When you think about Newton’s first law, you have to think about friction. Friction causes an object to slow down and then stop. Friction is the enemy of growth. Every tiny bit of friction you can remove from a sign-up flow will result in new users. Every fraction of a second you can shave off of load time for a mobile app will result in greater retention. Reducing friction has a compound interest effect for user growth.
Newton’s second law of motion is F=MA
Force equals mass x acceleration
This is such a fundamental building block of physics that you can apply it to nearly every situation, but for our purposes, we will focus in on one specific aspect: If you are too big, it will be hard to accelerate.
To accelerate faster, you need to stay lean. I’ve seen some startups hire more people than they need in the beginning thinking that they will, “grow into” the headcount. This is a mistake. Start lean, stay lean. You will never “grow into it.”
Startups can accelerate quickly to produce a big force even with a small size. Startups can maneuver in ways bloated companies cannot.
Ideal gas law
In a system, there is always a balance between pressure, volume and temperature.
But how do you grow without feeling the heat or succumbing to the pressure? You’ve got to expand as you add heat, without stressing the system to the point that it pops.
To get there, take it one step at a time. Launch one product at time in a big market. Reach market dominance, then you go to the next.
Think about Google—Google started with search. They nailed it and then went on to Gmail, and then Android and so on. Never expand to a new product before you have mastered the first. Make sure the unit economics are profitable. Make sure the market is sufficiently large. And don’t add headcount until you absolutely have to. Stay lean.
Get some leverage
Think about a simple machine from physics: the fulcrum. Everyone at a big company thinks their top competition are other big companies. And it’s true: if you have a small company on one side of the fulcrum and a big company at the other, the big company will tip the scale.
However, the right kind of startup, with a fast-moving handle on a true competitive advantage can change the position of the fulcrum and hold incredible leverage over a much bigger foe. NetApp’s biggest threat isn’t EMC, it’s Nimble Storage or other fast-moving startups. If you are a startup, use this power to your advantage. If you are established firm, take notice of these smaller competitors strike while the startups are just getting started. But do not buy the 2nd, or 3rd player. If you do, all you’ll get for your purchase is regret.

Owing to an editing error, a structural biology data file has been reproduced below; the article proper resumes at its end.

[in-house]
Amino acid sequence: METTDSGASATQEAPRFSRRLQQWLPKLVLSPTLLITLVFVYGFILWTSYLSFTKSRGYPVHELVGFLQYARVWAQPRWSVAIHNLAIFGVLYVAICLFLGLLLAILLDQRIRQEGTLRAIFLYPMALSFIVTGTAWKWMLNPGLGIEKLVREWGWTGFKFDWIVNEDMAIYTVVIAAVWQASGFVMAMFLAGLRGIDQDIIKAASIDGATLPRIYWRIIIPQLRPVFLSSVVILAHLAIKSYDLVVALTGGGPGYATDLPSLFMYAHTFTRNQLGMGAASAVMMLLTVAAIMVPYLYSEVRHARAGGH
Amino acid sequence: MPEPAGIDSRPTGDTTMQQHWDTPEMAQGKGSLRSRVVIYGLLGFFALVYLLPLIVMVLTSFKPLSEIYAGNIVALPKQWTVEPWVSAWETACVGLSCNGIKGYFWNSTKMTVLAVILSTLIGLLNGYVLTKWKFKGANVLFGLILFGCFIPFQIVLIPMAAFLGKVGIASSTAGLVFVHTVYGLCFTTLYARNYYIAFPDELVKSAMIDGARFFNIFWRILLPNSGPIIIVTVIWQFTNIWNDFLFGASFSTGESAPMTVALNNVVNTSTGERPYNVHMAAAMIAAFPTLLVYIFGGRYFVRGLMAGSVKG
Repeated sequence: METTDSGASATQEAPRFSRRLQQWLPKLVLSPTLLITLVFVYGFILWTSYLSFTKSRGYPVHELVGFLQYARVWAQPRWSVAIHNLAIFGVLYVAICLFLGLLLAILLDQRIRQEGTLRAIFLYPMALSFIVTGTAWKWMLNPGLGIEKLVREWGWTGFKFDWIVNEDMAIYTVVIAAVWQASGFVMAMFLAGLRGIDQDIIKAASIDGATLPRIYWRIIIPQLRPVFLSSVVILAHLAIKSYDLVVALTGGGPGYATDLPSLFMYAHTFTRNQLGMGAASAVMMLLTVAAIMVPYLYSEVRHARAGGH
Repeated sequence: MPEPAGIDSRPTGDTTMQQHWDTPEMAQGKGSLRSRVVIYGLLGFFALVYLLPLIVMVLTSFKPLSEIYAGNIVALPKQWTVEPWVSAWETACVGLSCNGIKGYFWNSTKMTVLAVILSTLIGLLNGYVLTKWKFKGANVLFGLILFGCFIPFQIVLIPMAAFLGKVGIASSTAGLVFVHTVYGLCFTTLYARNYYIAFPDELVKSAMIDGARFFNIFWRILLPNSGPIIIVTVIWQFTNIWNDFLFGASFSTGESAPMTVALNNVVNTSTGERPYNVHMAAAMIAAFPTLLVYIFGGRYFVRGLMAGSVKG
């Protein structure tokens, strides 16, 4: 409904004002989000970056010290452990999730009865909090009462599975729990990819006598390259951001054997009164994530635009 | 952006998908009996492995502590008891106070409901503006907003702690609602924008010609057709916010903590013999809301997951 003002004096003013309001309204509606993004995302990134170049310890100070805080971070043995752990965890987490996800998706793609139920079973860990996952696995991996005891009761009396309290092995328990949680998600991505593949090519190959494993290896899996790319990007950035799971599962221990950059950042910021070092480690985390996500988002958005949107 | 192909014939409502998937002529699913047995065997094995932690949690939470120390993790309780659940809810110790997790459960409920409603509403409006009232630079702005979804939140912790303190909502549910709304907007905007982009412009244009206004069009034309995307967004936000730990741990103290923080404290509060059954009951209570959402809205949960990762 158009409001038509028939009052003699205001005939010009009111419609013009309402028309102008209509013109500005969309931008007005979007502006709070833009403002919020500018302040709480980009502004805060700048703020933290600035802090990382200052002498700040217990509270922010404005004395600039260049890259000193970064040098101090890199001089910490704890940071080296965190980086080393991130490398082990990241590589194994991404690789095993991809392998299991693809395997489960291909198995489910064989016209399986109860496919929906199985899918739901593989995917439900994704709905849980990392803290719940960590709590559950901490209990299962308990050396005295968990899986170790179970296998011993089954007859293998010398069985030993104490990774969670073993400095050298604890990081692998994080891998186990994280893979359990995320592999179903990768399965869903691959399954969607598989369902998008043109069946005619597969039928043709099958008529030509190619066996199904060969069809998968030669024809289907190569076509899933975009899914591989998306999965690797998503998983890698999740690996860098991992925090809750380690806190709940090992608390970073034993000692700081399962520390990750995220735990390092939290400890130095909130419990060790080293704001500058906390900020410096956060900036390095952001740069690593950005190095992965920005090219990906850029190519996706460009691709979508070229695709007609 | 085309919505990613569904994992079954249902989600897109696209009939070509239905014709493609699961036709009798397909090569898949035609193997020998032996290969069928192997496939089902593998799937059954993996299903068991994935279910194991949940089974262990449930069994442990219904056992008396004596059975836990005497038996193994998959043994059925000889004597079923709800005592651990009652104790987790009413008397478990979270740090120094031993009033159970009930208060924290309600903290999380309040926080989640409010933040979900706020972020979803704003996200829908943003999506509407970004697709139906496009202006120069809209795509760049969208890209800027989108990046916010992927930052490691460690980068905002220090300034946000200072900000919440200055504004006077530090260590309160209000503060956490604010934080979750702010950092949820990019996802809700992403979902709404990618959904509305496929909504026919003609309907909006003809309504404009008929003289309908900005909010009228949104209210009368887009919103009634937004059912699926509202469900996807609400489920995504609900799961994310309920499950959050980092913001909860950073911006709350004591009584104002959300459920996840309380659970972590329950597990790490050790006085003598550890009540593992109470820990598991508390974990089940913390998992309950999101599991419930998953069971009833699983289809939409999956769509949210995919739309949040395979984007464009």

The second law of thermodynamics
The second law of thermodynamics describes entropy, a measure of disorder in a system. Systems break down, order becomes chaos.
We see this in the rise of go-to-market strategies that are based on social referrals and peer-to-peer advocacy. It used to be that a company could tightly control the message around a product or service. This is no longer true. 10B interconnected mobile devices puts the power of story in the hands of customers everywhere. You cannot control the message, only support the community and gently guide it. So just as social media can ruin your company over night, it can also make you an overnight sensation. For enterprise sales, this means that the opinions of the developers matter for what gets adopted and what gets left behind.
You can take advantage of this decentralized system. Social selling is replacing TV ads. Eventually customer service reps and call centers will all be united through distributed, decentralized social interactions and peer-to-peer advocacy. Customer care matters more than ever.
Smart brands will be able to view all of the elements of even the most chaotic system and find ways to command their audience’s attention through social amplification.
- World is changing. Get used to management for change. Have a different mentality. You can’t keep moving in the same direction or you’ll be left behind. Every department must innovate (not just product and engineering).
- Stay lean and get nimble.
- Pressure, Volume, temperature. Grow one product at a time. Get it right, then repeat.
- Fulcrum—a startup can take down a giant. Be David, not Goliath. Once you do get big, strike fast when a smart startup enters your market. But don’t bother with the second or third best.
- Second law of thermodynamics: randomness increases over time. Embrace the shift from controlling a message to guiding it through community and peer advocacy. Get ready for a world transformed by social buying.
A glance at the Fortune 1000 illustrates how tough it is to survive.